One of last month's nice surprises for me was Hawk Chess, a chess app very well balanced between nice looking and complex It targets not only the casual online players who prefer to play quick games with people on internet and have fun, but also the elo-maniacs interested in strongest engines for analysis, self-torture or engine games.

This app looks like satisfying both parties. If you know enough about GooglePlay community, you will understand how difficult is to achieve this. You respond to one part of users and others give you 1 star, unfairly.

Hawk Chess provides us with:
- Online & Offline play
- A great 3D layout which is usually a sign of a weak chess ai with toy levels. Not this time...
- Own chess engine, Hawk.
- UCI engine importing (Wow!)
- Time controls (2nd wow!)
- Opening book! Even polyglot! (Louder 3rd wow!)
- Tablebases! (4th shock!)
- Engine-to-Engine games (Loudest wow!)

This last feature is really amazing. After running the app for the first time and seeing how good the graphics are, i was not expecting this to work that flawlessly. I can't believe even the engine settings are available.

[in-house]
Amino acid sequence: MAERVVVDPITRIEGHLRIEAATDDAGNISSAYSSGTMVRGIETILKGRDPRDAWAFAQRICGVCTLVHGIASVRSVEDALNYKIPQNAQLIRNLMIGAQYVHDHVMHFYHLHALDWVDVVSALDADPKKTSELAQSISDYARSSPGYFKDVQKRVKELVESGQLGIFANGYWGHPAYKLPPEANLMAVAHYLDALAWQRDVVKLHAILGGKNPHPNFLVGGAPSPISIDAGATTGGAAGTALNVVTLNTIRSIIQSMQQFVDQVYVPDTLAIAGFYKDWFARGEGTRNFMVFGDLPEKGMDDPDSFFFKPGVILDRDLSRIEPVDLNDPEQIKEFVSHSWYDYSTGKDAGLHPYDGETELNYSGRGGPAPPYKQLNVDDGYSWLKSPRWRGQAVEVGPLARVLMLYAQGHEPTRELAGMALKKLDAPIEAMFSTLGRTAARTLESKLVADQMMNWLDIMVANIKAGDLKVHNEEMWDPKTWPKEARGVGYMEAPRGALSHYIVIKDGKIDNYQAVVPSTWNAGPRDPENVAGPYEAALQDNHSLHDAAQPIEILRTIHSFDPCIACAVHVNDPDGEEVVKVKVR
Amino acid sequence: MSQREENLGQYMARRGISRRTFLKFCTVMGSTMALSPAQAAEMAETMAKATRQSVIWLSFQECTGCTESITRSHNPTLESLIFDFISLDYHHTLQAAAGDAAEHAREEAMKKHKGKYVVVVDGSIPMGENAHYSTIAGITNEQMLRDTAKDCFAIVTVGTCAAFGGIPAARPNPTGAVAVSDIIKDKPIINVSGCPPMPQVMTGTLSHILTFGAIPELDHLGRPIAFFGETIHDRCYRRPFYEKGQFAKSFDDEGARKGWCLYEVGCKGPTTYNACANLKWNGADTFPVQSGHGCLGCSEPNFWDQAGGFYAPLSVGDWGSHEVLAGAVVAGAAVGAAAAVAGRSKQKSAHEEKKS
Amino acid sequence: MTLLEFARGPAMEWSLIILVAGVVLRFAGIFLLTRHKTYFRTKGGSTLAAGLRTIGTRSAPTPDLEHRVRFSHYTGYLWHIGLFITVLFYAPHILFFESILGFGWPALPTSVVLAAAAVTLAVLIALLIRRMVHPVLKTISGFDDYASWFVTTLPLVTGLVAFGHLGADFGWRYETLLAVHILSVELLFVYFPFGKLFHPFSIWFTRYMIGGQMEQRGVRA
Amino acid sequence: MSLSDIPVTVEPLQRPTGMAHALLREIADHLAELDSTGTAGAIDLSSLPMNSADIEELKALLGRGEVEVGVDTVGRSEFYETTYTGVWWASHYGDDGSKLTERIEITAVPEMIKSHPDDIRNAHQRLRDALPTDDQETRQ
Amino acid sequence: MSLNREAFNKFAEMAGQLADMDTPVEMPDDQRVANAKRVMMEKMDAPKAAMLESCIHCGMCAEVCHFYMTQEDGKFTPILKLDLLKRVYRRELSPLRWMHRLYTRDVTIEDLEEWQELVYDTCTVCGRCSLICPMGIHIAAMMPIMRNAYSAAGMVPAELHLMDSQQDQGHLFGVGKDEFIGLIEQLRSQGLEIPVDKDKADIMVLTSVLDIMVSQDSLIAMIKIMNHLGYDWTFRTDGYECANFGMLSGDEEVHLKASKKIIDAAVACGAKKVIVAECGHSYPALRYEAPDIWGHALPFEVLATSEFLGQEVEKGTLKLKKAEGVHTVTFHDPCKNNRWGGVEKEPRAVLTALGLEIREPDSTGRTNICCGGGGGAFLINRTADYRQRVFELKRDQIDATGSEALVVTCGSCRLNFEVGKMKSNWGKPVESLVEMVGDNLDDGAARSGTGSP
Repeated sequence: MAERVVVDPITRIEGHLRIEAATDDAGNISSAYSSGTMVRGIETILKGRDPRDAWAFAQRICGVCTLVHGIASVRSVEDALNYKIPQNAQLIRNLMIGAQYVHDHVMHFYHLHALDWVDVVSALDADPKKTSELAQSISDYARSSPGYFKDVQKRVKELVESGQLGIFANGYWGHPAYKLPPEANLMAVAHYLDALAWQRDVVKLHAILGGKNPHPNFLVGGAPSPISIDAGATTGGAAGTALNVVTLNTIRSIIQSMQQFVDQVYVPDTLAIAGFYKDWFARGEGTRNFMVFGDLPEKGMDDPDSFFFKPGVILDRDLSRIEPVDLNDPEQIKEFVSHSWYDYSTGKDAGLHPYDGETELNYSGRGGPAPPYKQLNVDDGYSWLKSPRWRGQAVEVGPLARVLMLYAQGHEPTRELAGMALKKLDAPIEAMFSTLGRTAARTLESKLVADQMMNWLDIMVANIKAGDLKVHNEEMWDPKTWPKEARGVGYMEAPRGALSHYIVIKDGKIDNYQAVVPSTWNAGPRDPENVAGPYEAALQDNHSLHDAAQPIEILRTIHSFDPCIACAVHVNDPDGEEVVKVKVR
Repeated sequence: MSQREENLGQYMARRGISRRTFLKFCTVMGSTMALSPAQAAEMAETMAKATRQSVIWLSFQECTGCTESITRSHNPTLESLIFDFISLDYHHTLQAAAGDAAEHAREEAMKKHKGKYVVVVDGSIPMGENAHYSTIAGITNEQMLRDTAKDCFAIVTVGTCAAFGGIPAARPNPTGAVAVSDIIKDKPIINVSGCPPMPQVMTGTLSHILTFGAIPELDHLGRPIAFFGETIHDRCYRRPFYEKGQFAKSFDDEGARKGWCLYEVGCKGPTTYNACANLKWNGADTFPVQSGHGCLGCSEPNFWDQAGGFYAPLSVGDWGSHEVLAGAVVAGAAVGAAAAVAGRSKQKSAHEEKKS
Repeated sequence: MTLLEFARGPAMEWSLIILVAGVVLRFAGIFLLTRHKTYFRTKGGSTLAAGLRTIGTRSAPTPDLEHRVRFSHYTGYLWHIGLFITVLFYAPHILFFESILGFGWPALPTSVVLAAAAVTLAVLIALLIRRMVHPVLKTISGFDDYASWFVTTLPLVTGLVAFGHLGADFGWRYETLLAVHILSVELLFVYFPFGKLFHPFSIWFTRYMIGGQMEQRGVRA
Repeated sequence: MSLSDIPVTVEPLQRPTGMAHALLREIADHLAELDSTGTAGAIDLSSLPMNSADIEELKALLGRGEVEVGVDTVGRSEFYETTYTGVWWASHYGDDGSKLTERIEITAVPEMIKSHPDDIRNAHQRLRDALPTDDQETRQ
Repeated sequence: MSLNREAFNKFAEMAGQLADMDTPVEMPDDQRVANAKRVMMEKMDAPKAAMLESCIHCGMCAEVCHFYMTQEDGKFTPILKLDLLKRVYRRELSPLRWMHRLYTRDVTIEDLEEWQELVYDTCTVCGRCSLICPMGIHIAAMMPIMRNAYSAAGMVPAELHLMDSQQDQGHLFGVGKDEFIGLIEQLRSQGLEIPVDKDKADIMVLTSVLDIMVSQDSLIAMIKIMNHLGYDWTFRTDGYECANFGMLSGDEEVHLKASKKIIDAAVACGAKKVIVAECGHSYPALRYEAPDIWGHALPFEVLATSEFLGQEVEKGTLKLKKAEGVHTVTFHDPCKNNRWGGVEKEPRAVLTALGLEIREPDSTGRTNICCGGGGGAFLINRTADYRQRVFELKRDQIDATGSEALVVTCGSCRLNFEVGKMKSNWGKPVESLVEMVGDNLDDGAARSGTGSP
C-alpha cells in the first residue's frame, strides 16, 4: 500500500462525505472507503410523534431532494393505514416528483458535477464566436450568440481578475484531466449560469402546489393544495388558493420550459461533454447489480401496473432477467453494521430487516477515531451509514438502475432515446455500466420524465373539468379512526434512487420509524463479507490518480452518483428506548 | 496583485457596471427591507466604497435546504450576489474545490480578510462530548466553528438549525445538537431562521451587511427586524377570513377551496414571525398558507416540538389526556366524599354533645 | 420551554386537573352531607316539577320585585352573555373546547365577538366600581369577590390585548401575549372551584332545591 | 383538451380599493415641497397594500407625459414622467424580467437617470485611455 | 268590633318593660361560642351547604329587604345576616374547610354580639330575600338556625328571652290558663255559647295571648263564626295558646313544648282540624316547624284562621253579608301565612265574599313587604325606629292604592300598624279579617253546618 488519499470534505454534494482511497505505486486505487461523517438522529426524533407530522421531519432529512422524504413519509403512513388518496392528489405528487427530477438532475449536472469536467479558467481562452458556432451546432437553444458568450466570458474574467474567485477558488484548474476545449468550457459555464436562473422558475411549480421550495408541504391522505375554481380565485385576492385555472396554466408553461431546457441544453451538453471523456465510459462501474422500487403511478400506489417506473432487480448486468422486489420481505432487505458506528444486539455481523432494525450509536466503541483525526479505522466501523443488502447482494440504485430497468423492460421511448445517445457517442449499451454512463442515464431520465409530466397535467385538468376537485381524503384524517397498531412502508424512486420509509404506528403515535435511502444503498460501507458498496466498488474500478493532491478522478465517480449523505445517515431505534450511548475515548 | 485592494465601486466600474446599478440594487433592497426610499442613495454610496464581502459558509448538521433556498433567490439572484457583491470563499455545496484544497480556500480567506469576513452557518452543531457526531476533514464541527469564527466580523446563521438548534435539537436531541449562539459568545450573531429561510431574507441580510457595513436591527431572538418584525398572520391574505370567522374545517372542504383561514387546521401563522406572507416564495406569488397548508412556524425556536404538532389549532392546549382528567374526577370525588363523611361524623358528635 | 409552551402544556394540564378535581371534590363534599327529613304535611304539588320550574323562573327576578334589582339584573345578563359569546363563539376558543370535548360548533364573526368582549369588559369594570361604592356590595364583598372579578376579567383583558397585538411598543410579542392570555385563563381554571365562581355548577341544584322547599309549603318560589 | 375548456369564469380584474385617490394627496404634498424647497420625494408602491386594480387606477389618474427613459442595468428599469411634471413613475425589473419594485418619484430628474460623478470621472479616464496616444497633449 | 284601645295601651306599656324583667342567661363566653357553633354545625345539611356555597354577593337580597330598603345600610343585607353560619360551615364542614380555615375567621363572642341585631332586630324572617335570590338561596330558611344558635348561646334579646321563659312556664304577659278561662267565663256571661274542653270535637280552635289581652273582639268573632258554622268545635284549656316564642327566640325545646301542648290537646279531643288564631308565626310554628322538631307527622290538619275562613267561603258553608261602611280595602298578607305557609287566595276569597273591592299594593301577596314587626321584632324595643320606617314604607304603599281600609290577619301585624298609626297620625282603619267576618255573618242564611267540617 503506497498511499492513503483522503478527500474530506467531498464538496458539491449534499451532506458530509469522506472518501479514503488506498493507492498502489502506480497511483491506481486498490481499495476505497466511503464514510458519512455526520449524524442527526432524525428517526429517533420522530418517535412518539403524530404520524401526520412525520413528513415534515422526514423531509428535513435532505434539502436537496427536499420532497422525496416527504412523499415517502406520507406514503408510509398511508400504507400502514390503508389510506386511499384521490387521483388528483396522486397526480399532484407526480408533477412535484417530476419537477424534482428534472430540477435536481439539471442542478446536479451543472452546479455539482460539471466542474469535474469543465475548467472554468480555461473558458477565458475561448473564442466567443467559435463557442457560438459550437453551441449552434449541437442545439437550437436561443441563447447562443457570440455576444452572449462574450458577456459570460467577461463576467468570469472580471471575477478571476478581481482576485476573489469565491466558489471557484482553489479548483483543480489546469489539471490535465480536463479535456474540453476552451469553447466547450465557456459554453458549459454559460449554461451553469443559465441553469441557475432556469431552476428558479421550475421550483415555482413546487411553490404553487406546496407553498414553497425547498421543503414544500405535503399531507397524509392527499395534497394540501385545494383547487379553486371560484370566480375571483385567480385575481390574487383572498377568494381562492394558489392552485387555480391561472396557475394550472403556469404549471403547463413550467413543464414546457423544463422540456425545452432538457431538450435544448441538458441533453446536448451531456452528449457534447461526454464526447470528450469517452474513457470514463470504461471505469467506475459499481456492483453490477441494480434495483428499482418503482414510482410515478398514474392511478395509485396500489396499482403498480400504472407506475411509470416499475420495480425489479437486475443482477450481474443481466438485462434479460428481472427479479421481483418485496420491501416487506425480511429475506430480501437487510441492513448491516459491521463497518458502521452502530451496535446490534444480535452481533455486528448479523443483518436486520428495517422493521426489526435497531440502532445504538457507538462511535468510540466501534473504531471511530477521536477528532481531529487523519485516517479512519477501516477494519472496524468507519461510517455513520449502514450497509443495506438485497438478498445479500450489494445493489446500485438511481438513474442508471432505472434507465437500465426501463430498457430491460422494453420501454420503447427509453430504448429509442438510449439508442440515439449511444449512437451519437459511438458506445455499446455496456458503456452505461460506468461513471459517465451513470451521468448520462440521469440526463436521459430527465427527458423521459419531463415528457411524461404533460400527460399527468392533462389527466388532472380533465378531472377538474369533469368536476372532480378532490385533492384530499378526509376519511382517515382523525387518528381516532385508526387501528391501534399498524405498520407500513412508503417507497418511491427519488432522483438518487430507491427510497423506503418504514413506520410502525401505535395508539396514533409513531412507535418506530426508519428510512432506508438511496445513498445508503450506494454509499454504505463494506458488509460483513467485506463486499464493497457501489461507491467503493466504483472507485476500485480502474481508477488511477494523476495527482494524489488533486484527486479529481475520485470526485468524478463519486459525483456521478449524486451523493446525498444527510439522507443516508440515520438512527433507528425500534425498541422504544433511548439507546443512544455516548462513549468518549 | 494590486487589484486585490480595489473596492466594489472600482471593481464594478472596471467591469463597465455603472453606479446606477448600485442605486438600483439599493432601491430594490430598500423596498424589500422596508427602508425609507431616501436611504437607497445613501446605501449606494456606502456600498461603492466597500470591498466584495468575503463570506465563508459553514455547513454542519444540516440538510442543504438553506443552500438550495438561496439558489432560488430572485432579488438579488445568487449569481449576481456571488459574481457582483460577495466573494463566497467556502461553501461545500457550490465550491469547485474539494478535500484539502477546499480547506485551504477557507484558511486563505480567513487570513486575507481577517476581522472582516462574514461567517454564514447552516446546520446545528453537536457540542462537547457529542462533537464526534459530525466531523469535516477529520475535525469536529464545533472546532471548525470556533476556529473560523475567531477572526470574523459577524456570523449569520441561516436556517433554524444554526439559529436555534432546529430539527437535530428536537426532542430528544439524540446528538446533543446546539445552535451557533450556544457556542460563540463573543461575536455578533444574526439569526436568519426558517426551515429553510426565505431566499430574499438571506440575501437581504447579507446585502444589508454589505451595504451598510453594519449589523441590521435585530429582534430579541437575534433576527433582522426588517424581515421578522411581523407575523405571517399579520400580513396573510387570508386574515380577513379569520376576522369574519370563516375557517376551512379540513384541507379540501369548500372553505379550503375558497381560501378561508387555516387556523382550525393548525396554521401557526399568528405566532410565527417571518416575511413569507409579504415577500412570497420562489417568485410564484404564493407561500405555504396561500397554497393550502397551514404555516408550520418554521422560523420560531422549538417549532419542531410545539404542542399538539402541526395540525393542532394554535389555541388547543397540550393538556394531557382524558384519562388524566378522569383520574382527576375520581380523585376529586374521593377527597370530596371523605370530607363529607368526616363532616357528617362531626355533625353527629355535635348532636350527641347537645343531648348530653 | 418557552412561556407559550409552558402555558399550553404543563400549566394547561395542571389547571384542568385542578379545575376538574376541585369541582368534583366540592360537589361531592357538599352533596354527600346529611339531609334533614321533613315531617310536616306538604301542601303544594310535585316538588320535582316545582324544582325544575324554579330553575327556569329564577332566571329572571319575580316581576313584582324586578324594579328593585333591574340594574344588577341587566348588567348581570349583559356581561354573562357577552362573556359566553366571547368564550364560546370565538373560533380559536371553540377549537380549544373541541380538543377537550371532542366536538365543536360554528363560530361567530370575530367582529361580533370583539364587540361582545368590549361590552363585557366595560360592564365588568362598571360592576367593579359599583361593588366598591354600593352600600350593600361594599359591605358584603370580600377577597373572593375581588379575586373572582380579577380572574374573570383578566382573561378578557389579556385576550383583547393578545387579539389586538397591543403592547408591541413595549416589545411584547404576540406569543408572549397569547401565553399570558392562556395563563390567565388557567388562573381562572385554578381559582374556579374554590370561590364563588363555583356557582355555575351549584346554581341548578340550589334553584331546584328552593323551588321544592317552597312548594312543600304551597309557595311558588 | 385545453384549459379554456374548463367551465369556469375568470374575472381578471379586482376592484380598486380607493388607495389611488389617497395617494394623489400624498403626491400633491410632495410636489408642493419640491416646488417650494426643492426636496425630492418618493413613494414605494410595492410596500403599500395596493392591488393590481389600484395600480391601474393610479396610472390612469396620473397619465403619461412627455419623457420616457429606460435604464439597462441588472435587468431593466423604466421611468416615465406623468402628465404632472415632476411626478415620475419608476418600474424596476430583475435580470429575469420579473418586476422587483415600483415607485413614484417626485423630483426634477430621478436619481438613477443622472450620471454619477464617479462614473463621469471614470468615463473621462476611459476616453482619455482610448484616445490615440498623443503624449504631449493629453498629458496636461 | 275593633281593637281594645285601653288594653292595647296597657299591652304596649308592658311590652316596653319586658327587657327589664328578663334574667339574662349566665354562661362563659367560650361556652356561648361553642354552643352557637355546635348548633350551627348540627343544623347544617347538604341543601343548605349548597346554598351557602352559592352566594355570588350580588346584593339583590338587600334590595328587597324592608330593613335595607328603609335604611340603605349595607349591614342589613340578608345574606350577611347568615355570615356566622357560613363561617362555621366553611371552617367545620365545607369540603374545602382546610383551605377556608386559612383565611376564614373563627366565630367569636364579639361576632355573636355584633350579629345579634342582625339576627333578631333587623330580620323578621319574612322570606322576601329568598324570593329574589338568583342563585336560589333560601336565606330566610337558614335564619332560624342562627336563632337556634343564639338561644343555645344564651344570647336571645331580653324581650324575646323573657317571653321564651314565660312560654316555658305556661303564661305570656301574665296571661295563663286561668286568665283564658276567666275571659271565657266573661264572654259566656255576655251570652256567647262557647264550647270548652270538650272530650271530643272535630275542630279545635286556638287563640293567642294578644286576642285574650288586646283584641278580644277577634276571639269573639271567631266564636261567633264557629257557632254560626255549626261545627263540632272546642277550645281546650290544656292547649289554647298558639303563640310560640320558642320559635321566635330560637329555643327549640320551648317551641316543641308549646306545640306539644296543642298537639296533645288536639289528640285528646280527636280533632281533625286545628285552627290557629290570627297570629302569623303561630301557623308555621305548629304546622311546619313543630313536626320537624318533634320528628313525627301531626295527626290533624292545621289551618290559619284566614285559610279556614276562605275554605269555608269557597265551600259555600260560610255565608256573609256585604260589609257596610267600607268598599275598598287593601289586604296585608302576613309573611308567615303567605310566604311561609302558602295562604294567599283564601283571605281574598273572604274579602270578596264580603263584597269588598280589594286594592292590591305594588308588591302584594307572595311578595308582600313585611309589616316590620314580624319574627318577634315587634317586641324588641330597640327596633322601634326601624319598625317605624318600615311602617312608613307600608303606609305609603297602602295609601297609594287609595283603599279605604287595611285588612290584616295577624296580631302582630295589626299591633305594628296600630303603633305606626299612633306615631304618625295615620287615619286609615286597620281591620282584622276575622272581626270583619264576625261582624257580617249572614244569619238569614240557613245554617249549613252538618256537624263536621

To be sure, i quickly ran some bullets between Fire, Stockfish and Komodo3 engines. They all worked fine, battled fine. Thumbs up for the engine implementation.

The PV and the scores are not shown the way we're used to see. No digital values, no algebraic moves either. But that doesn't matter at this stage for me.

Regarding the tournament play, i know it's too premature to expect it from such beautiful app. It's really an extreme feature targeting few users, but it should not be very difficult to include a code for batching engine games and stack the results into a specific PGN file. I've already written to the author about this and maybe he will be implementing things in time.

I didn't experiment any online game but user feedbacks are positive about it. Hawk is managing games via a chess server as usual and users are logging in to start play.

It's a paid app with a very reasonable price at GOOGLE PLAY. A piece worth buying.

How many more ELO's for double time?

This is not a new question indeed. One would google it and easily find countless topics.

Well, the question being numeric, the answers are countless too. If you would force me to give a unique answer, i could only say "More..."